Director: William Wyler.
Writers: Sidney Kingsley, Lillian Hellman.
Dead End, a hard-hitting Depression-era play gave rise to a phenomenon which lasted for decades. Pulitzer Prize-winner Sidney Kingsley wrote the original in 1935; the tale of a poor neighborhood rubbing shoulders with one undergoing gentrification won rave reviews on Broadway. Softened somewhat for MGM's adaptation, the movie remains fairly hard-hitting for its time. A labyrinthine slum setting dominates the screen, and its adolescent supporting characters, recruited not, as urban legend has it, from the slums, but from the cast of the original stage production, took a lion's share of the praise.
The 1937 Hollywood adaptation casts Humphrey Bogart in the role of Baby Face Martin, a gangster. The movie, like the original play, has less of a plot than it does several intertwining subplots-- unusual for 1930s Hollywood. The action unfolds over twenty-four hours in an east side New York slum.
Baby Face returns to the street where he grew up. Few people are happy to see him, including his mother (Majorie Main). His one-time girlfriend Francey (Claire Trevor) has become a prostitute, dying from a veneral disease, while a former associate, Dave Conell (Joel McCrea) has gone straight and is struggling to make good. Baby Face tries to draw Conell into a new criminal plot, forcing him to make some serious choices.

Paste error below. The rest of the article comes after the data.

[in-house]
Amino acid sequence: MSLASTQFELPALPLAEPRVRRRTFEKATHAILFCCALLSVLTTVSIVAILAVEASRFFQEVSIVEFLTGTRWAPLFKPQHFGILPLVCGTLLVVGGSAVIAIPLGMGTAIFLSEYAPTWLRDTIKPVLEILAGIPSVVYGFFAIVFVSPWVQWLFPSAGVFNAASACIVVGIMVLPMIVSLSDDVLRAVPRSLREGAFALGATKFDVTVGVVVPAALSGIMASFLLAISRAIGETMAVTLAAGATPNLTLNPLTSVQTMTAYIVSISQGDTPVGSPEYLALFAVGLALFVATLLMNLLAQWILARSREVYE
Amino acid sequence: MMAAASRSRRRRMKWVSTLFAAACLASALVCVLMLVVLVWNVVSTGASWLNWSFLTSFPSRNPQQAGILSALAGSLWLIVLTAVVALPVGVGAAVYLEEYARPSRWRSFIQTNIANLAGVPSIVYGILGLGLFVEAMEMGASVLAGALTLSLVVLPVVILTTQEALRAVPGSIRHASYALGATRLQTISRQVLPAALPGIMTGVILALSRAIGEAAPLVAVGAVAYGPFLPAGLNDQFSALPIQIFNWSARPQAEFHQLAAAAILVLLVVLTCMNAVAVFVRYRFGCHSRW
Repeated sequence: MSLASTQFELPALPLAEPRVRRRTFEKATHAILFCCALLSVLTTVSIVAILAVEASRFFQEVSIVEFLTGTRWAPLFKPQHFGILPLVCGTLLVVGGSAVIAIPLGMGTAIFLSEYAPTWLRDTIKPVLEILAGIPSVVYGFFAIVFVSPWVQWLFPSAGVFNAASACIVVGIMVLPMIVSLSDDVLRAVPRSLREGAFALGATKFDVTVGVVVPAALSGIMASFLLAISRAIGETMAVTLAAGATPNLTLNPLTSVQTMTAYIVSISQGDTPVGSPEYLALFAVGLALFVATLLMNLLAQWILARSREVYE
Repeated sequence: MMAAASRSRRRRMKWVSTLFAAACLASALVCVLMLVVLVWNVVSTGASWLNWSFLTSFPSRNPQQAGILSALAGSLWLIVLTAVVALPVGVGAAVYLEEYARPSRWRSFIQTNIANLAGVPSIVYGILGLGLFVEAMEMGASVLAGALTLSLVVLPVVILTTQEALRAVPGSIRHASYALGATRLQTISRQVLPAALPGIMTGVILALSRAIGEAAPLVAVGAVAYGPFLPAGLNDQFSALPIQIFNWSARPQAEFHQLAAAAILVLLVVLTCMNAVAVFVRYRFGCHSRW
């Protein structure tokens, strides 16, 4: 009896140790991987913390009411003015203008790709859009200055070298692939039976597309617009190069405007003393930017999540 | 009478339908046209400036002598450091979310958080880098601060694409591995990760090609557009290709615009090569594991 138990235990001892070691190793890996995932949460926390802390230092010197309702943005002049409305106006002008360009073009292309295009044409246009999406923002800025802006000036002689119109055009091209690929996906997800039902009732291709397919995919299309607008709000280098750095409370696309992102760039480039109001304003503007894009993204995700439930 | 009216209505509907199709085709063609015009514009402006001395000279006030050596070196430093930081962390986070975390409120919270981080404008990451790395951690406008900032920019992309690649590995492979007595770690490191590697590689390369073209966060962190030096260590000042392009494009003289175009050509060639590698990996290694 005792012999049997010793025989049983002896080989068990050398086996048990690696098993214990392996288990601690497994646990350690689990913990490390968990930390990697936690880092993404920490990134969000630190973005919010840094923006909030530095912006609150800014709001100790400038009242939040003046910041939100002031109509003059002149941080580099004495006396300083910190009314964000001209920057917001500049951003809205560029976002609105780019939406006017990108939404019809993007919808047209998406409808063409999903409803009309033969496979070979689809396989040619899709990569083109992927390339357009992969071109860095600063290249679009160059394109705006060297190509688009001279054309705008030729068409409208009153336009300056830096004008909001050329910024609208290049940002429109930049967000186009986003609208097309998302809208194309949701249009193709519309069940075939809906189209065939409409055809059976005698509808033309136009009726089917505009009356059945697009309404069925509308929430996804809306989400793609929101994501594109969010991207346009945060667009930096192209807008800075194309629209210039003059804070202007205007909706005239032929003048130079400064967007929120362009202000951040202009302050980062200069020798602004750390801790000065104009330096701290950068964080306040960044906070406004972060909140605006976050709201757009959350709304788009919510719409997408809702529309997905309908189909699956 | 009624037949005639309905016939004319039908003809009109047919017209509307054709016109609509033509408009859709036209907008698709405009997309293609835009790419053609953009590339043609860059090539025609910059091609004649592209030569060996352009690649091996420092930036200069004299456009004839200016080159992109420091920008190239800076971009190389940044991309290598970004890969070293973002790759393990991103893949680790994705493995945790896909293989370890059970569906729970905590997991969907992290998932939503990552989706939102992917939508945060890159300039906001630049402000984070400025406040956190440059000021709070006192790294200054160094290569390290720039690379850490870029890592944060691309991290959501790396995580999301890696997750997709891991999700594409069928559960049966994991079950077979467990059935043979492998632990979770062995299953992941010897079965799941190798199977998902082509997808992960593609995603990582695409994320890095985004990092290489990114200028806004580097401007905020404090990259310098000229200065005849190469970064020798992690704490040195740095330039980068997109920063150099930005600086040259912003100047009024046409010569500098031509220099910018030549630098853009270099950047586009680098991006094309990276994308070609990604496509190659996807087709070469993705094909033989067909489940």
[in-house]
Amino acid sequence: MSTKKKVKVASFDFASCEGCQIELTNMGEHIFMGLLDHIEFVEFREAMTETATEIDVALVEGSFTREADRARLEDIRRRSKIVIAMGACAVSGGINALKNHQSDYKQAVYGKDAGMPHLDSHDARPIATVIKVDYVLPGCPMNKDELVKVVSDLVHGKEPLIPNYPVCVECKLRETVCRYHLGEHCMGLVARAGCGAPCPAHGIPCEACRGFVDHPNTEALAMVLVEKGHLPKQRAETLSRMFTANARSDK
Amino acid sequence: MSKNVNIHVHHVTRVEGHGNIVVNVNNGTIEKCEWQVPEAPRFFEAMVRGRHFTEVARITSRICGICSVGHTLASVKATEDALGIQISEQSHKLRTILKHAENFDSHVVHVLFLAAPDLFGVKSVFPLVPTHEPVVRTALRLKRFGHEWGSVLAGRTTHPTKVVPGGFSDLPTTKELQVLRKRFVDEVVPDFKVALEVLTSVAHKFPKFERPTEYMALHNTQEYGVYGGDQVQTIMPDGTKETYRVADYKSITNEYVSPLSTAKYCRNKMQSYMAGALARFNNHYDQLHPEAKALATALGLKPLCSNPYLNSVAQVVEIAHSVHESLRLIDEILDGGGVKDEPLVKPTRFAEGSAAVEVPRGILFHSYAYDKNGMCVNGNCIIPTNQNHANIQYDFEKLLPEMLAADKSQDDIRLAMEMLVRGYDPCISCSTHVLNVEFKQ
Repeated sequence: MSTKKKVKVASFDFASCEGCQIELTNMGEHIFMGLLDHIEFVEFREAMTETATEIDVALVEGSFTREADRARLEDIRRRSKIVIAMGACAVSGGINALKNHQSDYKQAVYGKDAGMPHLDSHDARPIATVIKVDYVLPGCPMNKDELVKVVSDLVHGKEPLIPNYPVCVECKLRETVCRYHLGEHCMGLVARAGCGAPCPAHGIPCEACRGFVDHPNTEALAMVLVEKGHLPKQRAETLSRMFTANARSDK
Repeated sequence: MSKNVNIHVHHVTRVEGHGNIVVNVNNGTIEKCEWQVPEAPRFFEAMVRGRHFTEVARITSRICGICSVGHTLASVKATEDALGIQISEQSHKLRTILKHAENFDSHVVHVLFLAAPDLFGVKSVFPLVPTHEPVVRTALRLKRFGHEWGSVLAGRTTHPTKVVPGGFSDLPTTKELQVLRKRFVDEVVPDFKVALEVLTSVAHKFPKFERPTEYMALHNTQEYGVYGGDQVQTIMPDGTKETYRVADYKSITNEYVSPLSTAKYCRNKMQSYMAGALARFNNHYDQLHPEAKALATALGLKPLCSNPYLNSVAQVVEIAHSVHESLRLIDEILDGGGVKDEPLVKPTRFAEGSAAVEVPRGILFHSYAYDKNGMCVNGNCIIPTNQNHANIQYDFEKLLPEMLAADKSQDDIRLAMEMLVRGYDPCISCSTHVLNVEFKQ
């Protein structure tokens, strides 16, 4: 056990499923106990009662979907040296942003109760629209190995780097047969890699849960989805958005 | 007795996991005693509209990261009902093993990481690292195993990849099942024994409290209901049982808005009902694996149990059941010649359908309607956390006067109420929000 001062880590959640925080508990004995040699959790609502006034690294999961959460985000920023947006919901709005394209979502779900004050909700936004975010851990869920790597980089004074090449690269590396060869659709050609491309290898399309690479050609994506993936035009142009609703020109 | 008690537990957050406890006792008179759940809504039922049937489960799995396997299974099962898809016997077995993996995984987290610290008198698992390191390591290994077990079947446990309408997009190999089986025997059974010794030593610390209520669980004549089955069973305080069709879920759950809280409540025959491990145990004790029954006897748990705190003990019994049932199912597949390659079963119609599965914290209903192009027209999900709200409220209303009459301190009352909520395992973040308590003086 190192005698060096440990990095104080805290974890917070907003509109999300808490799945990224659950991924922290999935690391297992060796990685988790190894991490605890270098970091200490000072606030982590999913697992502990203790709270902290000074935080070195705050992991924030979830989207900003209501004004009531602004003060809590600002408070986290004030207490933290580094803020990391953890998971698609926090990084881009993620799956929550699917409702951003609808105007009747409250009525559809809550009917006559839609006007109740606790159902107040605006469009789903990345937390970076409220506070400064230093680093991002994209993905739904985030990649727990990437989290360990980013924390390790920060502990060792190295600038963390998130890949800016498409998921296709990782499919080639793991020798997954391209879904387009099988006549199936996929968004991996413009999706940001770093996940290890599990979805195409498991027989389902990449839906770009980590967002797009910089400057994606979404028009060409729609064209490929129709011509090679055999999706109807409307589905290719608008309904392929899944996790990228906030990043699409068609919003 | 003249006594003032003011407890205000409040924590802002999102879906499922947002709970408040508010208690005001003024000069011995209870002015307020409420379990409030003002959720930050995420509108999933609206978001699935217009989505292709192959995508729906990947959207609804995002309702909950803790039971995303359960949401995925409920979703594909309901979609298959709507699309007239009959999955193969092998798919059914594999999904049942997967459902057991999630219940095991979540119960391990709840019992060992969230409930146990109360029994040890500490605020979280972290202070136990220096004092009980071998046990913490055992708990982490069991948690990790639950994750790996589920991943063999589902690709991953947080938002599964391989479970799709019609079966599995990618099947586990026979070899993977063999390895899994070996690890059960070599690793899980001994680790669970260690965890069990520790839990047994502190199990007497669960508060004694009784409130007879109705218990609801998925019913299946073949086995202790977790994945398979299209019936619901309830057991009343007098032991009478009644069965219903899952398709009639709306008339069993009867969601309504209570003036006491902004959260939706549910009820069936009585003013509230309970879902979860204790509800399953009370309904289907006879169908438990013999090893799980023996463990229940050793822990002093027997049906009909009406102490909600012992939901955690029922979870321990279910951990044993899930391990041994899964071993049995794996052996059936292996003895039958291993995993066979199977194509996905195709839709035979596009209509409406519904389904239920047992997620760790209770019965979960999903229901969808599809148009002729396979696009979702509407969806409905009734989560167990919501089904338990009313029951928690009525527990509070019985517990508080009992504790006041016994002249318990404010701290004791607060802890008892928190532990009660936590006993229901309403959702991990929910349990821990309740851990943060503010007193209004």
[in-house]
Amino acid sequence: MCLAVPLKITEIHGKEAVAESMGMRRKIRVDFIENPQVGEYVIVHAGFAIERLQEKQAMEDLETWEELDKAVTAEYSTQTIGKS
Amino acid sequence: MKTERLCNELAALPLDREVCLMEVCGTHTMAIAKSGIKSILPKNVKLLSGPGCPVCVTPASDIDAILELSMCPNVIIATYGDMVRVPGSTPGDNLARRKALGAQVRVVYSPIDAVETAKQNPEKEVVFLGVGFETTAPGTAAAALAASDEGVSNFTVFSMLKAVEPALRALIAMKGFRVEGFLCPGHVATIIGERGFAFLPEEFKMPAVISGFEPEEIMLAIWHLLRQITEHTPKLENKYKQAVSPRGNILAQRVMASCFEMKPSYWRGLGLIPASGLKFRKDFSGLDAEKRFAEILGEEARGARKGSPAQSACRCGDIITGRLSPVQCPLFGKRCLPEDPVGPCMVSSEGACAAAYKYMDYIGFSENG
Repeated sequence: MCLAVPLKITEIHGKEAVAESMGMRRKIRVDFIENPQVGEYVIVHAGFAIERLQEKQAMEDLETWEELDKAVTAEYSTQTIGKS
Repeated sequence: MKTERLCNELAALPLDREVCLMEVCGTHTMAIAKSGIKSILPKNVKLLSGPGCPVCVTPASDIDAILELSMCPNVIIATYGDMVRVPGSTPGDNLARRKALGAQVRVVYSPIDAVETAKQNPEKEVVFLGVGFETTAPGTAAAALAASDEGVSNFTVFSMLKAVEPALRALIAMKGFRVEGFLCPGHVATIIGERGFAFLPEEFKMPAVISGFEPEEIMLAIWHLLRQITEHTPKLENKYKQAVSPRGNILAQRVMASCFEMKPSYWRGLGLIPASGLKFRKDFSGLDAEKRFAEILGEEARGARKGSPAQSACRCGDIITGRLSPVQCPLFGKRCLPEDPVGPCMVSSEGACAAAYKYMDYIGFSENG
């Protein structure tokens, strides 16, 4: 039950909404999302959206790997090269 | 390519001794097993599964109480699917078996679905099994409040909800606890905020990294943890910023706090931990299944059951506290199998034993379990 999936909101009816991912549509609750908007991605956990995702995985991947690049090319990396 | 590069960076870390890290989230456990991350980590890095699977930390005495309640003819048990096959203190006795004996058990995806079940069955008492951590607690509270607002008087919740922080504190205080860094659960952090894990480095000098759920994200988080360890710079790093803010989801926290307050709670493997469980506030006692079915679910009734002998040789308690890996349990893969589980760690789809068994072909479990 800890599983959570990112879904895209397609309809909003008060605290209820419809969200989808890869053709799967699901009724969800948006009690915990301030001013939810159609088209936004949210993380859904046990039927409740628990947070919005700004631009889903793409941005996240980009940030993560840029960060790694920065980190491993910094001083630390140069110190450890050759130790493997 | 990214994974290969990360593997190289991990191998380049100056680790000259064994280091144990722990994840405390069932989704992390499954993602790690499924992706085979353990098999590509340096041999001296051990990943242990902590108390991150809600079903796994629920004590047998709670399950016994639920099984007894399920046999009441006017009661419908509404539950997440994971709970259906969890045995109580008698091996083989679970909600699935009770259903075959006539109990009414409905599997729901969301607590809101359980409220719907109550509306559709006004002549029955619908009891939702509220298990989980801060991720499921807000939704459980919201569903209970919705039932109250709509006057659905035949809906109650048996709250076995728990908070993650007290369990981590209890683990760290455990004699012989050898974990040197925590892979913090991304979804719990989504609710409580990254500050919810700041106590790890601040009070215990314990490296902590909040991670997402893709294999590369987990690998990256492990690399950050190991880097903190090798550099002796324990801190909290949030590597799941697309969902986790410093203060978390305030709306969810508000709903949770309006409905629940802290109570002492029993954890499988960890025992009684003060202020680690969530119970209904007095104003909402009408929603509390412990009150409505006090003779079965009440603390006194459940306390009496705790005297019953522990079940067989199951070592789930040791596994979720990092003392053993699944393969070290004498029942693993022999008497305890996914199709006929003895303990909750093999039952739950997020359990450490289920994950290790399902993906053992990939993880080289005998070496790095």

And then there are the Kids. Their activities, at turns serious, funny, and touching, affect the events around them. We see a tough, but slightly romanticized version of streetlife. They have basically good hearts, but they've been warped by their circumstances and environment. More than anything, they contributed to the film's success, and soon everyone was talking about the Dead End Kids:
Huntz Hall (Dippy), Leo Gorcey (Spit), Bobby Jordan (Angel), Gabriel Dell (T.B.), Billy Halop (Tommy), and Bernard Punsley (Milty).
They would go on to star in many films under various identities, first as the Dead End Kids, then as the East Side Kids, and finally, as the Bowery Boys. Along the way, they would also be Little Tough Guys. Their distinct manner and bowlderized street argot would be borrowed and parodied, and they would become pop-culture references. Throughout their careers, they would star alongside such luminaries as James Cagney, Bela Lugosi, and Ronald Reagan; Hall would appear on the Beatles' Sergeant Pepper album cover, in a photo taken during his Dead End days.
See Next: Dead End Kids